**Updated 12.13 with this clue tracking sheet for teams**
Every Latin program has that perfunctory “Roman house” unit in which students memorize the layout and names of various rooms in a vīlla or domus, and then read (or translate) a narrative loosely connected to those rooms. This got me thinking; is there a more meaningful way to learn about the Roman house through a game? To be clear, gamification usually sucks (e.g. playing a board game to teach prepositions), so the key is to align the game objective with a communicative task in Latin. On Episode 42 of Tea with BVP, Bill stated that “we communicate in order to learn, build, create, entertain, and socialize,” so what better task covering at least 3 of those purposes than a “whodunit” based on Clue™?
Teachers who use this term mean well, but at the theoretical level it’s absurd.
The reason for a “Hybrid CI/Textbook” program is that teachers aren’t yet comfortable doing something radically different, or have external constraints that prevent them from having a “full/pure CI” program. In both cases, they are tethered to the textbook in some way.
In my last post, I mentioned the importance of parallel stories. Recycled Readings (RR) is my new idea on improving textbook stories known for not providing enough repetitions of new vocabulary. To create a Recycled Reading (RR), just add a parallel character, and recycle the vocabulary from the original as you compare. In the example below, the bold text is my parallel character—Katy Perry.
Ecce Rōmānī – I (Two Roman Girls)
ecce! in pictūrā est puella, nōmine Cornēlia. in pictūrā nōn est puella, nōmine Katy. Katy est puella Americāna quae in L.A. habitat. Cornēlia est puella Rōmāna quae in Italiā habitat…etc.
This isn’t a panacea—the textbook still introduces TOO MUCH vocabulary TOO SOON, but at least now there are more repetitions and something to relate to—instant Personalized Question & Answer (PQA) material. In addition to Recycled Readings (RR), I’ll be creating Embedded Readings (ER) for each chapter using a parallel story. You can read about what I learned at NTPRS about ERs from Michele Whaley, (co-creator of Embedded Readings), here.
So, my plan is to ask a class story, read those parallel stories I shared in the last post, then read the Ecce Rōmānī parallel ERs, and finally look at the RR. From there, we might actually read the original Ecce Rōmānī text, or just move on. I’ll update the document with each chapter throughout the year:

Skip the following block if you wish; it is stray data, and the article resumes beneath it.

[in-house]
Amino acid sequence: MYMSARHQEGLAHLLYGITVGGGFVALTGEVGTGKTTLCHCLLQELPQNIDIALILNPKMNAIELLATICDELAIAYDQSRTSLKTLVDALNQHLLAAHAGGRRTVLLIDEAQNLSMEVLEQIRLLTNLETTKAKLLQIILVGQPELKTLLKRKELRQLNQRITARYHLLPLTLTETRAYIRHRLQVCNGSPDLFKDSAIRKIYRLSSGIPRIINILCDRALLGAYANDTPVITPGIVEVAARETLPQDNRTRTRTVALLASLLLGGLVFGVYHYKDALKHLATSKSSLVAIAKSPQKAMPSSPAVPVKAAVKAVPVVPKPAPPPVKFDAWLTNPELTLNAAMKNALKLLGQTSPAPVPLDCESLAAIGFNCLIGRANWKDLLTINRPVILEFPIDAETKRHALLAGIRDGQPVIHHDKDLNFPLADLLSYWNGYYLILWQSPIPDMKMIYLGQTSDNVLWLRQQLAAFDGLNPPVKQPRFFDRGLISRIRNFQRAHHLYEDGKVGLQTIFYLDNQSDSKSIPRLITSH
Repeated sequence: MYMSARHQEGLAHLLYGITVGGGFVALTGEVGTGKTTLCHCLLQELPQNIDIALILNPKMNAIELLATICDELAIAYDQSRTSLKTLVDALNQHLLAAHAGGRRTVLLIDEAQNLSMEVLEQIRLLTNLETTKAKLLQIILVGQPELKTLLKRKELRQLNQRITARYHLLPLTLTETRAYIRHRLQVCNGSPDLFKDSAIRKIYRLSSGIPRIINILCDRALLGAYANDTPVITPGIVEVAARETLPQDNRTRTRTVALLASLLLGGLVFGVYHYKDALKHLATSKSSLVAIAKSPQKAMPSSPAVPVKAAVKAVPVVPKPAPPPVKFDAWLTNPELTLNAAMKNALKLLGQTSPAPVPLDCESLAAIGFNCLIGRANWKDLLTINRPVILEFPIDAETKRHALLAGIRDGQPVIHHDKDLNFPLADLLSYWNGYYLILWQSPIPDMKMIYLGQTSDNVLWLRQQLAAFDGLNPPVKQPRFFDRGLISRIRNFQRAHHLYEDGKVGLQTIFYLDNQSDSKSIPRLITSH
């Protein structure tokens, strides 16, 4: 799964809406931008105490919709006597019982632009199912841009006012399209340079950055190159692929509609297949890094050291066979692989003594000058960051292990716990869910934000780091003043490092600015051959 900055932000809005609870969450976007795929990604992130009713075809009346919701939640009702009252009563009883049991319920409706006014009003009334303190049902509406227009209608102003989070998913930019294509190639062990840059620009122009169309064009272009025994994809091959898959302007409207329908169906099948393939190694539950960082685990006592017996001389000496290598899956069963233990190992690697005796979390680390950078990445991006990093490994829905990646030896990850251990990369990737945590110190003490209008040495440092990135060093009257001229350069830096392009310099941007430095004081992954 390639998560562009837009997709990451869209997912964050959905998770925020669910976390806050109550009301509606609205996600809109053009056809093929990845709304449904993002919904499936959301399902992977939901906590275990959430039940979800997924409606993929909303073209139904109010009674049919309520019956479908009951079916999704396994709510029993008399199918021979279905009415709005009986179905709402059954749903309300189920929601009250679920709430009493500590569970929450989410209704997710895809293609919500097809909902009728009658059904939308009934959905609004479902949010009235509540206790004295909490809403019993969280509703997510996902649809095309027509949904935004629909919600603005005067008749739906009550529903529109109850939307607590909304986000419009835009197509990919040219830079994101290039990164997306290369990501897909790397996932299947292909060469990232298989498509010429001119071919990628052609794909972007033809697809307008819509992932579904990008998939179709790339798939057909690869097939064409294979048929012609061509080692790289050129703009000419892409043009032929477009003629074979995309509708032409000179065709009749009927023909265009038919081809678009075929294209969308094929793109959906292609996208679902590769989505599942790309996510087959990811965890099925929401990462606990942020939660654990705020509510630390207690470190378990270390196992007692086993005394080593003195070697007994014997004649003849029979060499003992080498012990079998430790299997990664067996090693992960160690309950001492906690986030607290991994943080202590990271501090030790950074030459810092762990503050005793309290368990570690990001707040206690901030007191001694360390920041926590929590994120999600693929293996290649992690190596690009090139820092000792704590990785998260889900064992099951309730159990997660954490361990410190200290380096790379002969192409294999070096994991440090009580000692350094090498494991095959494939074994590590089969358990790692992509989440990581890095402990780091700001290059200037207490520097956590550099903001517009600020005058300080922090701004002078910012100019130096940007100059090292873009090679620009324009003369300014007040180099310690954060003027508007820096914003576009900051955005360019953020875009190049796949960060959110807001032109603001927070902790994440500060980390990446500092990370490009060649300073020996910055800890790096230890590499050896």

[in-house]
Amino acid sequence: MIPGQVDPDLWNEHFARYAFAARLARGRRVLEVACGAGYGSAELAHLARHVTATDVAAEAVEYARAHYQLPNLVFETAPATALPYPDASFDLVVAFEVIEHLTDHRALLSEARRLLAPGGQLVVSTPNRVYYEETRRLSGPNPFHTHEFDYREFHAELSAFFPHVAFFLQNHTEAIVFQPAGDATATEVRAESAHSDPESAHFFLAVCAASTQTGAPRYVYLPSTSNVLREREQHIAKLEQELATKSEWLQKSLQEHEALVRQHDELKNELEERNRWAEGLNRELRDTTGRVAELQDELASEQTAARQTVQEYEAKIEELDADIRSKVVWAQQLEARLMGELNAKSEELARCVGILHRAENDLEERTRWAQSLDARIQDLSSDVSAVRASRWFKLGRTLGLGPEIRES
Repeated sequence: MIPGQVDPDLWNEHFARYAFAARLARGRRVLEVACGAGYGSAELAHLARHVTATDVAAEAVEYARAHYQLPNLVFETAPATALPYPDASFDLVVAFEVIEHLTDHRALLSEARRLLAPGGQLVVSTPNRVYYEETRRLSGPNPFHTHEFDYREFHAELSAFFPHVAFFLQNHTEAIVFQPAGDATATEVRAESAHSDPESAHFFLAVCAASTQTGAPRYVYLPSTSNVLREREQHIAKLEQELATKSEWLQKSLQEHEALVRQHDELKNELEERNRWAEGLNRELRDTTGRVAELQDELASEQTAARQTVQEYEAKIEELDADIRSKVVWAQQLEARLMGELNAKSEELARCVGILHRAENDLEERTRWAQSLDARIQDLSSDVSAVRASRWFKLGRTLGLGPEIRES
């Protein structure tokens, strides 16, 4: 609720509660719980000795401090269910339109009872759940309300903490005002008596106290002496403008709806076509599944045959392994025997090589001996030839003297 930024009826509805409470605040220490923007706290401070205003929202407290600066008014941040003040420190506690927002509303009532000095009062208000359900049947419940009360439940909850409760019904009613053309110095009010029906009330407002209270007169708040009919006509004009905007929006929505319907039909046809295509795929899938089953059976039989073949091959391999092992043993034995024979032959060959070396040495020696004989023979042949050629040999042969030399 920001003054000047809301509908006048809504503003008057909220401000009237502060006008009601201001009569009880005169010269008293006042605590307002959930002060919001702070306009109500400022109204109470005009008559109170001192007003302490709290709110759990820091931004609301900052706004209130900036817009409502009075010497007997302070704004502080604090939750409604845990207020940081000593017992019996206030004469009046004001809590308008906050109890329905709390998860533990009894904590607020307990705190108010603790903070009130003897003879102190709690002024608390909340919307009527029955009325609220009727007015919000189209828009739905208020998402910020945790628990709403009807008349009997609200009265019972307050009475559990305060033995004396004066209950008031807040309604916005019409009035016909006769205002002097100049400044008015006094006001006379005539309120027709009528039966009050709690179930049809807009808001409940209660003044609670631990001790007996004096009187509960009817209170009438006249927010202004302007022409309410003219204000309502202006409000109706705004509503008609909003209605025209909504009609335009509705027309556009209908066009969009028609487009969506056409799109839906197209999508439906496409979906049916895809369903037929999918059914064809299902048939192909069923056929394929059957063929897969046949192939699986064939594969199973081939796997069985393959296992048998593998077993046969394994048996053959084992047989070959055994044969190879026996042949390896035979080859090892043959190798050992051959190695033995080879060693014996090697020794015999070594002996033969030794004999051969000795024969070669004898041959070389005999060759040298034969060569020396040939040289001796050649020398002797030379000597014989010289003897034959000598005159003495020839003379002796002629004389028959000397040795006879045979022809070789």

Click here for Ecce Rōmānī Parallel Stories (ER & RR). Feel free to make a copy (under “file”), and change the details to suit the interests of your students.
The latest Tea with BVP episode was “Teaching Without Textbooks.” Whether you’ve already ditched the textbook, or still work alongside one, parallel stories are important. Parallel stories include the same language found in a narrative, but the details (maybe plot) change. This year, I’ll be using a mix of parallel stories that compliment a textbook’s narrative, and co-created stories via TPRS.
For years I used TPRS story scripts to ask a story and then type up and read the exact story as a class. I’m now sold on parallel readings that include all the language found in the class story during acting, but now in a new context with details unknown to the students. Following Michele Whaley’s current practices on Embedded Readings, each of our stories will have at least three versions—this builds interest along the way by withholding information (vs. knowing exactly how the class story ends).
There will be more on how I adapt a textbook’s narrative later, but for now, here’s a link to our Latin 1 parallel stories (updated throughout the year in this single document).
Yesterday, the following events unfolded while riding my motorcycle:
- I notice a car rolling towards towards the road at a TD Bank exit driveway—the driver isn’t looking left (i.e. my direction).
- The driver doesn’t look my way, keeps rolling, then suddenly turns left into the road directly in front of me.
- I stop short. The momentum sends my motorcycle down on its right side, and me forward, also on my right side.
- I’m on the ground now and can’t move, but it’s for an OK reason—I realize that my helmet is stuck between the pavement and bumper of the driver’s car.
- The driver gets out of the car and tries to move me (idiot!).
- I take some time to watch horrified rubberneckers looking downward at a motorcycle on the ground and its rider partly under a car.
- After the disorientation dissipates, I get bored not doing anything under the car, extract myself, take off my gear, and take in the situation.
- Motorcycle doesn’t start (it won’t shift BELOW 3rd gear—the one it was in before going down).
- I wrap things up with the officer, get the moto towed, start calling insurance companies, and text Bob Patrick. No, Bob is not my emergency contact, but he just happened to have caught a typo in Discipulus Illustris, which led to a nice suggestion (i.e. Quō in annō es? for Quō in gradū es?)
After attending Michele Whaley’s presentation on Embedded Readings at NTPRS, I was convinced that we’ve been playing a game of Telephone since she and Laurie Clarcq began sharing the concept back in 2012. It turns out that it’s “yes and no,” but there is an important distinction that is being made in current Embedded Reading practice. Whereas many of us THINK we’re creating Embedded Readings, most of us might be just adapting authentic texts, class stories, or textbook narratives. Those products are fine, but aren’t necessarily Embedded Readings. Most of us are missing two key features in our adapted readings that make them better:
- Parallel Stories
- Withholding New/Tantilizing Information (not just more words)